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I'm looking for quantifiable results from studies; not best guesses please.

I quite frequently find that after an interruption I need to gather my thoughts and refocus on the task I was performing when I was interrupted. The time seems to vary depending on the complexity of the task and how long I've been interrupted for, and sometimes even how worthwhile I perceived the interruption to be.

For example, a pointless interruption costs me more in recovery time than a worthwhile interruption that I can mentally dismiss more easily. I'd very much like to know if there has been any research in this area and what the results show.

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3 Answers

up vote 9 down vote accepted

Such studies do exist, one of the more prominent probably being the ones conducted in Gonzalez, Mark 2004 (link dead) and Mark, Gonzalez, Harris 2005. There's a good breakdown in a NY Times article dating Oct 2005.

Her summary was that on average, a task would be worked on for 11 minutes before an interruption would kick in. This interruption would lead to two different tasks being tracked in the aftermath, and about 25 minutes would pass before the original task was continued. Back at the original task, on average, 8 minutes would pass until back at the same level of focus as before, leaving only three minutes of focussed work until the next interruption. Mark differenciates if an interruption was related to the work it interrupted - if if was, it wouldn't count as interruption. What may seem surprising - her heroes interrupted themselves as much as they were interrupted by external sources. Guessing from your question, you'll probably like reading the papers and their findings yourself, and continuing your own research of related publications from there on.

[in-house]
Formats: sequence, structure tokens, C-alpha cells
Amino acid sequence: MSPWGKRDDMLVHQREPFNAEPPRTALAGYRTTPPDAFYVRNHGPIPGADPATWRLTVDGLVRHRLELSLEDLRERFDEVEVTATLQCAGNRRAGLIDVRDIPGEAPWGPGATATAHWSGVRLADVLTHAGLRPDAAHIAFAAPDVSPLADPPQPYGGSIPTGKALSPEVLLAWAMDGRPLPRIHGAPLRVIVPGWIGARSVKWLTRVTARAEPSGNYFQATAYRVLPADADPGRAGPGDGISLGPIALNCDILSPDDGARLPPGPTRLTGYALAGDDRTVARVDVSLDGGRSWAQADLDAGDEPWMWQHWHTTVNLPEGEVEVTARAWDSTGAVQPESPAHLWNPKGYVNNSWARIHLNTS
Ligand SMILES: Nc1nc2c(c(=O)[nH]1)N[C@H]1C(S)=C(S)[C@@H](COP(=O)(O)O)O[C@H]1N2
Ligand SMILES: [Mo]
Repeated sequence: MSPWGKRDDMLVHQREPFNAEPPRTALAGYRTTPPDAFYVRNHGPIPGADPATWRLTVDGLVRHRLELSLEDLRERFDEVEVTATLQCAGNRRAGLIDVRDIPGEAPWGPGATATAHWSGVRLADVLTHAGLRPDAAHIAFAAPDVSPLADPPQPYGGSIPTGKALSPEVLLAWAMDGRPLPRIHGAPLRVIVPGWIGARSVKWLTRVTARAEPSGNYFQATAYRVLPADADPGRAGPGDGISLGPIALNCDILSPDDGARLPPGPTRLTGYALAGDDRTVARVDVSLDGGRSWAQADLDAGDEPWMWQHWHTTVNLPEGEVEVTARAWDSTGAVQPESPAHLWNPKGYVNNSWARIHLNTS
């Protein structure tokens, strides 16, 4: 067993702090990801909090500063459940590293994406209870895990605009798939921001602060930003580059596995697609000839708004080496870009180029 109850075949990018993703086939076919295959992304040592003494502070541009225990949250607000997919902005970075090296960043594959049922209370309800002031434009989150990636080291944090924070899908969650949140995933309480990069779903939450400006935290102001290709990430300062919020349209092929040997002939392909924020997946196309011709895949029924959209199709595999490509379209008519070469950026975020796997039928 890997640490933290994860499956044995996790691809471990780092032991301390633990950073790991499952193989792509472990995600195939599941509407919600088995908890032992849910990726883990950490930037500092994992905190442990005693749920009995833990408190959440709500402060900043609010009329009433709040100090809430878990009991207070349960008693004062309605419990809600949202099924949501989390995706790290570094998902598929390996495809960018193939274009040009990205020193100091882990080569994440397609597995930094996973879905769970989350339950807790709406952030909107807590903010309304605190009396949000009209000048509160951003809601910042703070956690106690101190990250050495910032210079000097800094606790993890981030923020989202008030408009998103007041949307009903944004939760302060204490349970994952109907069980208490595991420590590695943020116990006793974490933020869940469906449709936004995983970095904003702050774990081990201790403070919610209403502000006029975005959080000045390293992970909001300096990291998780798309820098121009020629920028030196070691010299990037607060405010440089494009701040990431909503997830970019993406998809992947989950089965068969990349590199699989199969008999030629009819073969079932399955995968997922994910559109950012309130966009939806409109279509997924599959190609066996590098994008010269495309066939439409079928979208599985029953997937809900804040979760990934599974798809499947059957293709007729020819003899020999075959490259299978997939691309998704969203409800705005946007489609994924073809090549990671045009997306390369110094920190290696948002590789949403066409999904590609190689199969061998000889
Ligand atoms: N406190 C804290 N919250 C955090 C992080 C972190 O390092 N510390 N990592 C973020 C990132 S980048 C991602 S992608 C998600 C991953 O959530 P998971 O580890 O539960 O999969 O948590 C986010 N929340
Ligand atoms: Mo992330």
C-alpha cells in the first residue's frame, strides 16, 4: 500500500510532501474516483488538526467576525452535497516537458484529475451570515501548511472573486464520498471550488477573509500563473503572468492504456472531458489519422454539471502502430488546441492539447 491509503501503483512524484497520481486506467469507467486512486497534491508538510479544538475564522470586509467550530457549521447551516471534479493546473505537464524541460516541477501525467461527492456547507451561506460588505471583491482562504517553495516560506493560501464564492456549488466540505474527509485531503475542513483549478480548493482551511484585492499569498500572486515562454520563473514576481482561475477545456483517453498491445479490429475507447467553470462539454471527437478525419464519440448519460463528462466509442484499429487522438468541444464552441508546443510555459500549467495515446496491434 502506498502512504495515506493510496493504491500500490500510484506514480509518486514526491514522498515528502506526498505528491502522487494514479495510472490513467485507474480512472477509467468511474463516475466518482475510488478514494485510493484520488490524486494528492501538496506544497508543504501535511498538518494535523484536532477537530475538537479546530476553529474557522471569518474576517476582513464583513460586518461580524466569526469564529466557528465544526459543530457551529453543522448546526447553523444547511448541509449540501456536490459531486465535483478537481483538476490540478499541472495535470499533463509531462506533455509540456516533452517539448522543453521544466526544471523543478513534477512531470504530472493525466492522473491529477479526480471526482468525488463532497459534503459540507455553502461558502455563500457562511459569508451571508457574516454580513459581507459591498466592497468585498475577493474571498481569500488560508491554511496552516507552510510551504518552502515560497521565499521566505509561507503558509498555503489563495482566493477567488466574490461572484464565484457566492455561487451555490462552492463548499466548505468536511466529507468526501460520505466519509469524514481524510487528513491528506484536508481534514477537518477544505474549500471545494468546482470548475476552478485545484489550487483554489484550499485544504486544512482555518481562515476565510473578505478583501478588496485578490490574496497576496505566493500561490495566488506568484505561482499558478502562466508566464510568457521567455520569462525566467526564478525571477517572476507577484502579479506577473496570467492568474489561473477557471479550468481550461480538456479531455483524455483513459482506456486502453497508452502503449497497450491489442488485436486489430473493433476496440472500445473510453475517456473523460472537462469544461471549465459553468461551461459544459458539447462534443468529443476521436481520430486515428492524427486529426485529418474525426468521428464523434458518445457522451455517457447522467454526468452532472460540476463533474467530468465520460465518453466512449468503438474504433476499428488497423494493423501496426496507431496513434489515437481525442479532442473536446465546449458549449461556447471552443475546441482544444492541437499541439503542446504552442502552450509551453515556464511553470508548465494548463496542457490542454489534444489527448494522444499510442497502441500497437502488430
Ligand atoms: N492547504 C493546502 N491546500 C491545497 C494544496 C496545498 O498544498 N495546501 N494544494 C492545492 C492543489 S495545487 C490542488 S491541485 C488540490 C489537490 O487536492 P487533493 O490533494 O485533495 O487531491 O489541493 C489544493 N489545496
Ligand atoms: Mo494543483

(verified Links, marked dead one 2013-09-05)

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This is explicitly not what you're looking for but just for others who may come across this question, I thought it would be valuable to point to Paul Graham's essay on this, where he suggests that the cost of interruptions is way more than anyone would reasonably think it could be: http://www.paulgraham.com/makersschedule.html

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Also only of tangential interest, but I find that if I can train those around me to simply ask if they can interrupt, the time it takes for me to get back "in the flow" is much shorter.

I think it has something to do with being able to "wrap up" a thought or task. If someone says, "May I interrupt?" I can answer, "Just a minute," and get to a breaking point. But if they just start blurting out something, I have to stop, re-focus on what they're saying, evaluate if it's important or not, come back with a snappy rejoinder, etc.

Since I work at home, I have more control over this than most people. I've pretty much trained my spouse to behave this way, and I do the same with her, and I think we're more productive and more amicable then when we were constantly growling at each other for interrupting.

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